It will also provide “new releases, classic movies, and next-day TV,” the beta site claims. Right now, it’s just being tested on Target’s own employees, the Minneapolis/St. Paul Business Journal reports. This joins another employee-only beta test currently underway that allows people to order products online and pick them up at the store.Continue reading...
Posted by Sheila Shayon on May 16, 2013 01:49 PM
Having conquered the internet, video and now launched into music, Google is moving into shopping through YouTube's new "channel gadget."
"To shorten the path to purchase and translate video views to sales, today we’re introducing a new channel gadget on YouTube that will enable consumer goods brands to connect consumers directly with retailers throughout the entire YouTube experience," Google wrote in a blog post. "This new channel gadget will enable shoppers to seamlessly move from browsing how-to videos and featured products to finding which retailers carry them, check availability, compare prices and make a purchase, all with fewer clicks than today."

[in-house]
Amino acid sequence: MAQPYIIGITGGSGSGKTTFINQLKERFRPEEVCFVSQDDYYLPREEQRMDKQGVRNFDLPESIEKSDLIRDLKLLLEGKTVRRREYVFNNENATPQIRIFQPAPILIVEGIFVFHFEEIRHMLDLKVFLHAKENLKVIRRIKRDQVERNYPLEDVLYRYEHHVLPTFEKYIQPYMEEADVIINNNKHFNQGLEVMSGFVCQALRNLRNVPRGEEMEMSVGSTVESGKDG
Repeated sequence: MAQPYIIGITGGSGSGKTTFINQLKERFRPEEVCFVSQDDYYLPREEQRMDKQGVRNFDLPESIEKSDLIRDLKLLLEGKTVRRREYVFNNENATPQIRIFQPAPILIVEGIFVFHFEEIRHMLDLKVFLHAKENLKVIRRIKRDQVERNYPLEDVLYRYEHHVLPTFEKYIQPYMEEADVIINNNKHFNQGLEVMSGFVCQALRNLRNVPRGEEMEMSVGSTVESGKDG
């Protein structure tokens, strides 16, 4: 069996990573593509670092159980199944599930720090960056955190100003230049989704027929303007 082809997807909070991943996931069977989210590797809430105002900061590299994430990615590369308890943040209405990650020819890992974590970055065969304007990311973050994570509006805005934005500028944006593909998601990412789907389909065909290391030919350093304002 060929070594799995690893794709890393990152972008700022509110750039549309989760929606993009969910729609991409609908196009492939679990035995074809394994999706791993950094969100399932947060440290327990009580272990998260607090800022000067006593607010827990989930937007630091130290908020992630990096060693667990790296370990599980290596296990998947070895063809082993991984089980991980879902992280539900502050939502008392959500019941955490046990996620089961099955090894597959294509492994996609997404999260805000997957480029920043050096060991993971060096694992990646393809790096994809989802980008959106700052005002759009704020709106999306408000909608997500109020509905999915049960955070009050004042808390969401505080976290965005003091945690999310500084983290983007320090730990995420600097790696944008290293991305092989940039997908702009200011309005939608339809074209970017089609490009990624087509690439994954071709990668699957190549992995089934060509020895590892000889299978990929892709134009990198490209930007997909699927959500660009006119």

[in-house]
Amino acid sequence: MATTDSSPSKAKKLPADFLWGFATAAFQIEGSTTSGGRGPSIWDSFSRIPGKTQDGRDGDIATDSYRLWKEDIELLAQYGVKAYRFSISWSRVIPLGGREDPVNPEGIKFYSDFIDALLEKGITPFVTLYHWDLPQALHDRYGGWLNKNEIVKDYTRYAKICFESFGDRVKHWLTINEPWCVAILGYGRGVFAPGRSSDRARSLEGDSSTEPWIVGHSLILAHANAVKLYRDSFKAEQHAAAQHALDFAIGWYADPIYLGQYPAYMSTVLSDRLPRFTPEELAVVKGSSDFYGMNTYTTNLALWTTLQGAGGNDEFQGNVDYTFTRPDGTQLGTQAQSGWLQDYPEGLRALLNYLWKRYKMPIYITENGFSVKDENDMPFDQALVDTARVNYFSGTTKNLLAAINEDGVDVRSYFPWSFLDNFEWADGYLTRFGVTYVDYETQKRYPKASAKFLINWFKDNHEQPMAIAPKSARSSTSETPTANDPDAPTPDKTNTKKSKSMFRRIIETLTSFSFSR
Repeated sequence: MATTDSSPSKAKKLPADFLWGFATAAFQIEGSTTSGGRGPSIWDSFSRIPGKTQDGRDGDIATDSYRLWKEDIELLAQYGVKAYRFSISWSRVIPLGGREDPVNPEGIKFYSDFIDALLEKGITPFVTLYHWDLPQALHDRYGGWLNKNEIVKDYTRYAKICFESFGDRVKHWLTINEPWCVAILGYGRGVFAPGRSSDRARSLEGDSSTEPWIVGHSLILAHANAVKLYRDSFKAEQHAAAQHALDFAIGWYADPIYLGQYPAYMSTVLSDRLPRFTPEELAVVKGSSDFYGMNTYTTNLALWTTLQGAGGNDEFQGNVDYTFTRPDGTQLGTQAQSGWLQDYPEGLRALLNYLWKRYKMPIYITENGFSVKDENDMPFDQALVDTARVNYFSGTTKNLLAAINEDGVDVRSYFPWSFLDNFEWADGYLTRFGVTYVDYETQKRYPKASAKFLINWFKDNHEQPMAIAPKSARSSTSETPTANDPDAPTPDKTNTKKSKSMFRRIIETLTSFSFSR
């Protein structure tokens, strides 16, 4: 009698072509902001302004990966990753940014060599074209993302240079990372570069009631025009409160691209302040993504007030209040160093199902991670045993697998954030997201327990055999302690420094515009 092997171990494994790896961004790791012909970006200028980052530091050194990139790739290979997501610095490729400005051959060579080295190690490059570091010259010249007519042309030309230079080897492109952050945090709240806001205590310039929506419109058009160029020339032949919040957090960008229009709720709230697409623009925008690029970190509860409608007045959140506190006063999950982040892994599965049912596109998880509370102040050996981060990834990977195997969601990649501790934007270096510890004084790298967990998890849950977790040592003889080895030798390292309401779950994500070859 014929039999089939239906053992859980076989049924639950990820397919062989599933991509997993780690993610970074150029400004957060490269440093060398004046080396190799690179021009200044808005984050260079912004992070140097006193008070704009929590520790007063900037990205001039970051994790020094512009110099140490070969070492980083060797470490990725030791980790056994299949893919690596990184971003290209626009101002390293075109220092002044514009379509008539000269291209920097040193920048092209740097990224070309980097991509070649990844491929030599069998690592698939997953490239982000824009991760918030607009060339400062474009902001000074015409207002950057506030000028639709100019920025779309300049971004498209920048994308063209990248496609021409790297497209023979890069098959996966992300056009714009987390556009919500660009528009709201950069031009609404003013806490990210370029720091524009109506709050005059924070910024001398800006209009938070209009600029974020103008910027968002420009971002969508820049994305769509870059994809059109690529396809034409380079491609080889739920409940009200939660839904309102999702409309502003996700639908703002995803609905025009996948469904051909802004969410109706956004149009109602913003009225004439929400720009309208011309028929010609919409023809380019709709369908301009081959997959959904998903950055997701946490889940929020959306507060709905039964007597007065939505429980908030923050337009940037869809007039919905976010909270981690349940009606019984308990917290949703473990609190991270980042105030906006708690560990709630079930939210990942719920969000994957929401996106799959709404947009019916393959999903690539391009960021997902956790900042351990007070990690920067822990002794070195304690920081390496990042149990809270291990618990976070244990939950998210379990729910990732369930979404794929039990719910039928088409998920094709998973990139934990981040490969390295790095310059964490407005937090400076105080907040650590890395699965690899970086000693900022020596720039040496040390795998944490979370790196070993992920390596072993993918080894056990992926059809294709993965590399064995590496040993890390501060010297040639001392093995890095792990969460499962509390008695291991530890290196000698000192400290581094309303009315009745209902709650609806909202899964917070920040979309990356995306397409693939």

Google's first client is Unilever’s Tresemmé, which already has a robust YouTube channel in place featuring celebrities and style setters. Now users can click on the products in demo videos for purchase information, a perk that will only appear on brand channel pages.Continue reading...
Posted by Sheila Shayon on May 8, 2013 06:26 PM
Target Corp’s Cartwheel, released in public beta today, combines social networking and discounts in the retailer’s latest move to lure traffic to its physical stores and away from online rivals.
As brick and mortar retailers struggle for relevance, fighting the growing trend of “showrooming,” they’re turning to social media to attact consumers with unique deals. Target worked with Facebook for about a year on Cartwheel, whose tagline reads, "A whole new spin on saving," where shoppers can choose from hundreds of deal items such as Target's own Threshold home goods as well as brand goodies like M&Ms candy and Coca-Cola soft drinks.
The Cartwheel launch includes 700 new offers, and claiming any one generates automatic News Feed posts on Facebook unless the user turns them off.Continue reading...
Posted by Sheila Shayon on May 6, 2013 02:39 PM